Having pulled out an old roll of masking tape only to discover that it was impossible to pull off a piece that didn’t tear at an odd angle or that didn’t pull off several layers of tape with the strip, I learned that masking tape’s stickiness doesn’t last for long.
If you keep a roll or two of masking tape, give it a pull and a tear to check that it’s still in usable condition.
If this task doesn’t apply to you – Check through your office supplies to make certain they haven’t multiplied when you weren’t looking.
Unless you have empty lighters shoved into drawers (yeah, I know, it has the logo from your favorite football team on it), use today’s 15-minute task to gather lighters and matches into a single location. It’s okay if you keep a lighter beside the grill, but if you have a few locations in your home where you have lighters and matches, consider that bringing them to a central location will help you keep an inventory of what you have – so you don’t end up with either seven brand-new lighters, or none
Did you borrow a book or a tool or a baking pan from a friend, coworker, or family member? Return the item to them with thanks. If they don’t expect it back, ask them if they’d like you to place it in your “to be donated” box.
If this doesn’t apply to you: Think twice about making a purchase that would bring a potentially unnecessary item into your home.
I don’t know what your just-in-case item or items are. It could be clothing or a hobby item, or something connected to self-improvement. Maybe you’ve held onto the item for six months … or six years … or, ah hem, much, much longer.
I’ve seen the suggestion that if you can acquire a replacement for less than twenty dollars or within twenty minutes, then you don’t have to hold onto an item out of concern for not having it when you need it … if you ever do.
If you have assorted cans of interior and exterior paint, look at the labels to see if you still have those colors in your home. If you don’t, would you use that color again?
If the paint is in good condition, your local recycling center might have an area where people can leave cans of paint for others to take home. If there isn’t much paint in the can, you can leave the cover off latex paint, let it dry, and then toss the can. Hardware stores also carry chemicals that you can mix in with the paint to dry it more quickly, so you can throw it away.
If this task doesn’t apply to you: Delete three-to-five bookmarked pages on your smartphone or computer.
If the condition of a tool prevents you from using it, then it isn’t worth keeping. Do you have another that would do the job better? If an old tool is sentimental or you like its look, hang it on the wall as a decoration instead of keeping it with functional tools.
If this doesn’t apply to you: Pull a book off your shelf that you haven’t read and decide if you will start reading it today or if you will pass it along to a new owner.
You might want to start this task with a quick walk around your home, glancing behind furniture for extension cords, power strips, and surge protectors. Do you still need the items you have in place?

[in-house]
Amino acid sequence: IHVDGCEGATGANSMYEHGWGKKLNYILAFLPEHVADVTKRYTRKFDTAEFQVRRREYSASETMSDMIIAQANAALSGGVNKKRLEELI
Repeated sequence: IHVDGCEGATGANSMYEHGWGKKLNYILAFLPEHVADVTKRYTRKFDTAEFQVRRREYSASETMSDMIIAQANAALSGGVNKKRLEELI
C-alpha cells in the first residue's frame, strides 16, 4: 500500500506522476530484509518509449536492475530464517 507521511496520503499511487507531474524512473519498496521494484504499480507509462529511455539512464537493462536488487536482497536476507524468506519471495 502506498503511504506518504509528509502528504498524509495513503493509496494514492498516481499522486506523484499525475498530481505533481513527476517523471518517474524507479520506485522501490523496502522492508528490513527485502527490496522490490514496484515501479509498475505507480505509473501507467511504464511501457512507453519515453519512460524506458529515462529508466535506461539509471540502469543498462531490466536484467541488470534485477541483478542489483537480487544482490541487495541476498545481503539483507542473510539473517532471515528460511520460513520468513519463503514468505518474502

Do you have electronics plugged into a power strip when you need a surge protector?
Is everything in good condition? Bring all the extension cords not in use to a single location. Pop them into a clear storage box and label either end of the box for good measure. Keep the box in a utility room or wherever you keep tools or lightbulbs.
If you feel that you have an excessive number of these items, remove some or all but one, or whatever you think will work for your household.
If you are an artist or crafter, check the condition of your paint brushes. If you have brushes for home painting, check that they are still in good condition. There is nothing worse than to find a hair from a paint brush dried in the paint.
Don’t worry about replacing these brushes right away. Wait until a project comes up and see if you notice the absence of a brush or if you use what you still have.
Yes, tools come in different sizes, but do you need to keep duplicates of the same size? Do you need multiples of tools that simply come from different manufacturers?
Post online to find out if any friends or relatives need what you have duplicates of.
If you have a lot of tools, work for 15-minutes and then step away. Make a note to return to your tools on a day the topic doesn’t apply to you.
Maybe you bought something you had to build and there were a couple of leftover nails; or, you didn’t hang the spice rack on the wall, so you didn’t need some of the hardware. Where do these random items go?
If you said, ‘the junk drawer,’ you can toss them because if you go looking for the exact item, you won’t find it in the mixture. My father would save pill bottles and put the two nails or single screw leftover from an item in a bottle. (But, he didn’t always write on the label what these screws belonged to.)
I’m not suggesting that you don’t need nails and screws and washers and things but keep them together in a tool box or utility cabinet.
Susan Caplan McCarthy
I'm Susan, a writer and teacher developing a second career as a Decluttering Coach.